USC looks to freshman star Evan Mobley as uncertain season approaches

When USC senior Jonah Mathews backed up the Galen Center floor after his step back, last-second 3 against UCLA in the regular season finale on March 7, the Trojans looked poised for their best post-season in more than a decade.

Filled with five seniors and a future NBA lottery pick, USC was the trendy dark horse pick for a deep NCAA tournament run. However, Mathews’ game winner was the last of the season. Five days later, the NCAA canceled March Madness when the coronavirus pandemic brought the sports world to a standstill.

On Wednesday at 6pm, the Trojans open their 2020-21 schedule – just completed this week – against California Baptist for an empty Galen center with a rising pandemic and game cancellations still a possibility. With one returning starter, five new transfers and the No. 2 recruit in the country, USC – just like the season it will play – is a mystery.

“It’s going to be very unusual this season,” said head coach Andy Enfield in his eighth season with the Trojans.

Due to the pandemic, the team’s seven newcomers (including three graduate transfers) initially had to use video to familiarize themselves with Enfield’s crime. You didn’t have to study much: five-star signee Evan Mobley.

The highest-placed player to ever sign with the Trojans, Mobley learned from older brother Isaiah, a second forward and reserve last season. The two will be key to USC’s success, taking over from No. 6 overall draft pick Onyeka Okongwu and graduate senior Nick Rakocevic.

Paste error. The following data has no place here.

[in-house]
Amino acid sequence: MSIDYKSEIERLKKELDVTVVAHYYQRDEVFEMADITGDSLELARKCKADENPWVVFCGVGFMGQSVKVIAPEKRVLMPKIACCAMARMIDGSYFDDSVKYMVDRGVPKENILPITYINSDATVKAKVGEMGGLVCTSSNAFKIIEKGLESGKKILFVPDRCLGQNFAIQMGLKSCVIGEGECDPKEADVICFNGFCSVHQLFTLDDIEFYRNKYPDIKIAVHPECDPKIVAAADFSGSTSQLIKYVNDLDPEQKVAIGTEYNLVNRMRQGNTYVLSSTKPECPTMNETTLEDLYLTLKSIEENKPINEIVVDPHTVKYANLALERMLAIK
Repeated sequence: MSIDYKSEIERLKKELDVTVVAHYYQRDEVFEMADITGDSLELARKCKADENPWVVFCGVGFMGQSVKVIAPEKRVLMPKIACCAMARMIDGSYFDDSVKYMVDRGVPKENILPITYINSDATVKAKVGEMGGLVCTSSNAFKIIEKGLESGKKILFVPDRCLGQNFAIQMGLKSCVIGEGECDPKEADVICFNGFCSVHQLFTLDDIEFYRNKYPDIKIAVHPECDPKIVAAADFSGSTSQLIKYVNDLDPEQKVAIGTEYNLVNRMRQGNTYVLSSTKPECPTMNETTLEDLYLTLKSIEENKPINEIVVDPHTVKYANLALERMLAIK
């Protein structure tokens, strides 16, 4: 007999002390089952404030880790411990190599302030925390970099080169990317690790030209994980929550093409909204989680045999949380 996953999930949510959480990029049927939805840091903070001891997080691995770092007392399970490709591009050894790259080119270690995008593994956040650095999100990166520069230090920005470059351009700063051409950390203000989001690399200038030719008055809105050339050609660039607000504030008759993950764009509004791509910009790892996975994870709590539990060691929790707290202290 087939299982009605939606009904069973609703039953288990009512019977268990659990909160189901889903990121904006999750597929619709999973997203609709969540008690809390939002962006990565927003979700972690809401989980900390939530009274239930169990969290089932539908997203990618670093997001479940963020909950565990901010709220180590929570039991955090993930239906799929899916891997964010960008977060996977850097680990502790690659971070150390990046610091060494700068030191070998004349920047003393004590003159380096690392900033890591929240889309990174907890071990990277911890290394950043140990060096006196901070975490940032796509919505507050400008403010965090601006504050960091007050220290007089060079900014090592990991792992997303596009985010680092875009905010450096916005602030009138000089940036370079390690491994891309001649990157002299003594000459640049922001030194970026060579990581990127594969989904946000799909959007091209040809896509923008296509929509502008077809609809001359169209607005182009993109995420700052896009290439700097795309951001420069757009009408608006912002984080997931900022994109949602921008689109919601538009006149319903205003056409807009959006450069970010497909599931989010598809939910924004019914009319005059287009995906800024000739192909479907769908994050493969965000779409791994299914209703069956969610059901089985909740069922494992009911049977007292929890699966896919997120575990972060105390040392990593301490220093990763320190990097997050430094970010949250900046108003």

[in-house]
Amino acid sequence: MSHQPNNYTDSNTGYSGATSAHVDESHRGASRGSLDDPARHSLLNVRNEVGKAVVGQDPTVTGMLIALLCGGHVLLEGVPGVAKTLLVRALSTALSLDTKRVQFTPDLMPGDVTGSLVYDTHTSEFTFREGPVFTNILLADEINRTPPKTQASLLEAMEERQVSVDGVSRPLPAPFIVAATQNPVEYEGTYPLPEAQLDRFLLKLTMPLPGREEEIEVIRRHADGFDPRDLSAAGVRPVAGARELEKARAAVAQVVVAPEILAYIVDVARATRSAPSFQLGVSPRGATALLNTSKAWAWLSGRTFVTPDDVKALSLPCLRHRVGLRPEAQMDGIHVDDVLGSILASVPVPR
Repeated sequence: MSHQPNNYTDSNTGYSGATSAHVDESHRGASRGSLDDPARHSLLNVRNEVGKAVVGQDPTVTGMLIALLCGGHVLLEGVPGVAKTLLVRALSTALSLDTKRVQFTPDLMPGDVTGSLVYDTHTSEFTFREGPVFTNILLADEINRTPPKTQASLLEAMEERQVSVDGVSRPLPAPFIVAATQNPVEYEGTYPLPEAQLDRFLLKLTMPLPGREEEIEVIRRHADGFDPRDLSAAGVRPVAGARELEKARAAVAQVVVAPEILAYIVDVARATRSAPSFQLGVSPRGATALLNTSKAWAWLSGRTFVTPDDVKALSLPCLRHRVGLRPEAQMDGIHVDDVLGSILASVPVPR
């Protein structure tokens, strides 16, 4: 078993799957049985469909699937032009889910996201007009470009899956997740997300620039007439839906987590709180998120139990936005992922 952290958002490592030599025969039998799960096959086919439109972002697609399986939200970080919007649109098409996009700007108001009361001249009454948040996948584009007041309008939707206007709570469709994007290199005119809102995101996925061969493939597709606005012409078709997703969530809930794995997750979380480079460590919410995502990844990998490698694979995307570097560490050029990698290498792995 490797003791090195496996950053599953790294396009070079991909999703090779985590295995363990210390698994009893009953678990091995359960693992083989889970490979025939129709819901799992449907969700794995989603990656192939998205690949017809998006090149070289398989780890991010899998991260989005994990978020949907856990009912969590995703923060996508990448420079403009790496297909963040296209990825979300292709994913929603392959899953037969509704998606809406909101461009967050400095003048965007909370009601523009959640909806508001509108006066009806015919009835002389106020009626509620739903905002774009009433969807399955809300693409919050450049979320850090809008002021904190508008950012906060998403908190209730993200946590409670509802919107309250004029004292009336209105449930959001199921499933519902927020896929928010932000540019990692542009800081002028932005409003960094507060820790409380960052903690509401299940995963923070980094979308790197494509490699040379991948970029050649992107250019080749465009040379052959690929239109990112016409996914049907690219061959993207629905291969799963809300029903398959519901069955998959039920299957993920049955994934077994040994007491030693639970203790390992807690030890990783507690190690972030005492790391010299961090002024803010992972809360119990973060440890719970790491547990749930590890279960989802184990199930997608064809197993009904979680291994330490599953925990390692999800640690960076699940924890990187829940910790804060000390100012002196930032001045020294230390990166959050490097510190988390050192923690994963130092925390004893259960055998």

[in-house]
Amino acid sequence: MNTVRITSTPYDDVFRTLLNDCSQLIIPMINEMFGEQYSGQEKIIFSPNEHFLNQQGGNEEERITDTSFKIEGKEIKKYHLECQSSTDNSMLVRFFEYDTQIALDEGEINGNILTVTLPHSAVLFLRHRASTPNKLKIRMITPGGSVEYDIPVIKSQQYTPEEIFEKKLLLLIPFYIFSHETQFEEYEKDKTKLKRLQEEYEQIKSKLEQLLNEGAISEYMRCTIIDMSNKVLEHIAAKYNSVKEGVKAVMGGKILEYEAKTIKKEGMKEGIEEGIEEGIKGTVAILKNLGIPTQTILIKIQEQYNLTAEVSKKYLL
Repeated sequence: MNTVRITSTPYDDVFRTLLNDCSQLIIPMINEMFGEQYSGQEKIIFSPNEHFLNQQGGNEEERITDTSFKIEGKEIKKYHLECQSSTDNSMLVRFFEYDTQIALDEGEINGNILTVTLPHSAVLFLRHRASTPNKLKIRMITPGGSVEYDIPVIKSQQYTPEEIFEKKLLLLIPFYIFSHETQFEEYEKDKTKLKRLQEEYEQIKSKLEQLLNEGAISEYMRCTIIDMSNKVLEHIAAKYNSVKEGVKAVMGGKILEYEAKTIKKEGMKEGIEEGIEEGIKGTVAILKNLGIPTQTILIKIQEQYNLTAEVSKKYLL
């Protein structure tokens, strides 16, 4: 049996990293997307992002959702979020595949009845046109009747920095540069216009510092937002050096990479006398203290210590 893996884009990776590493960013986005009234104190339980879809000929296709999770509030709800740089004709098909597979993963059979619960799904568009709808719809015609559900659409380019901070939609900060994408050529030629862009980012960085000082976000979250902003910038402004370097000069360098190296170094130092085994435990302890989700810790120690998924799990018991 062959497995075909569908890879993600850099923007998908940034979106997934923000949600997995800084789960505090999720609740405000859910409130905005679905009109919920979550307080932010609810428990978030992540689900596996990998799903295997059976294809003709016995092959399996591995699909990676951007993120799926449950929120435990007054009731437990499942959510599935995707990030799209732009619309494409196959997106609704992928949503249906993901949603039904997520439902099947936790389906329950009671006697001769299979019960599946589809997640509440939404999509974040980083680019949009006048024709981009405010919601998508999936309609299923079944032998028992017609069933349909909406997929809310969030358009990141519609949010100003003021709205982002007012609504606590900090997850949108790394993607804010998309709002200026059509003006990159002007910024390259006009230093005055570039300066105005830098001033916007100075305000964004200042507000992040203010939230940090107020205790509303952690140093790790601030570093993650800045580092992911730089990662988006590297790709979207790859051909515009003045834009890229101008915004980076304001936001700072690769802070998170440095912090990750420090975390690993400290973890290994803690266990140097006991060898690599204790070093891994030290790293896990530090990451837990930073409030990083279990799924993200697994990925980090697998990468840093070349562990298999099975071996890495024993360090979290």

Like Okongwu, Evan Mobley is a nimble big man who can dominate on offense and defense, and stretch the floor. Also a likely lottery pick, he has a high basketball IQ and in preseason scrimmages led the team in the assist to turnover ratio.

“I’ve been spoiled for choice with Big O (Okongwu),” said Ethan Anderson. “I am spoiled again with Evan Mobley. I don’t even have to look at some of my passes for Evan. … His ability to shoot with the 3 pointer will be on display in full this season. ”

Integrating Evan Mobley – named to the Naismith Award Watch List and NABC Player of the Year Watch List this month – will be the easy part. Making up for the 89.6% of the score and 88.5% of the lost USC 3-point shooting will be much more challenging given Enfield’s reliance on perimeter score.

Isaiah Mobley can come from outside the arc, as can Anderson (37.8% from 3 last season), but the most intriguing option for scoring the perimeter could be junior combo guard Noah Baumann. A transfer from the state of San Jose is now eligible after serving for a year, Baumann will not be a distributor or creator of a shot, but he shot 45.5% of 3-point range in 2018-19, taking more than made six tries per game.

Security guard Drew Peterson (6-8, 185) – who has spent the past two years at Rice – could help with the facilitation after being immediately eligible early this week. Peterson (11.1 ppg, 6.5 rpg, 3.5 apg) moves the ball well and has the ability to find the open man.

Anderson will tie the group together as they struggle to play for empty Pac-12 arenas and a schedule that may change daily due to COVID-19 protocols that have already shaken the conference football slate. As a freshman, he started 28 games, averaged 4.2 assists and showed flashes of brilliance, but turned the ball 2.3 times per game and shot only 55% of the free throw line.

This summer, the Carson native and USC’s only recurring starter brought his new teammates to local gyms to train in small groups of three or four, taking on the lead role modeled by Mathews and Rakocevic.

“I think we can achieve a lot this season,” said Anderson. ‘All our exercises, our scrimmages, are close by. The last four or five amounted to a recording of the last second. ”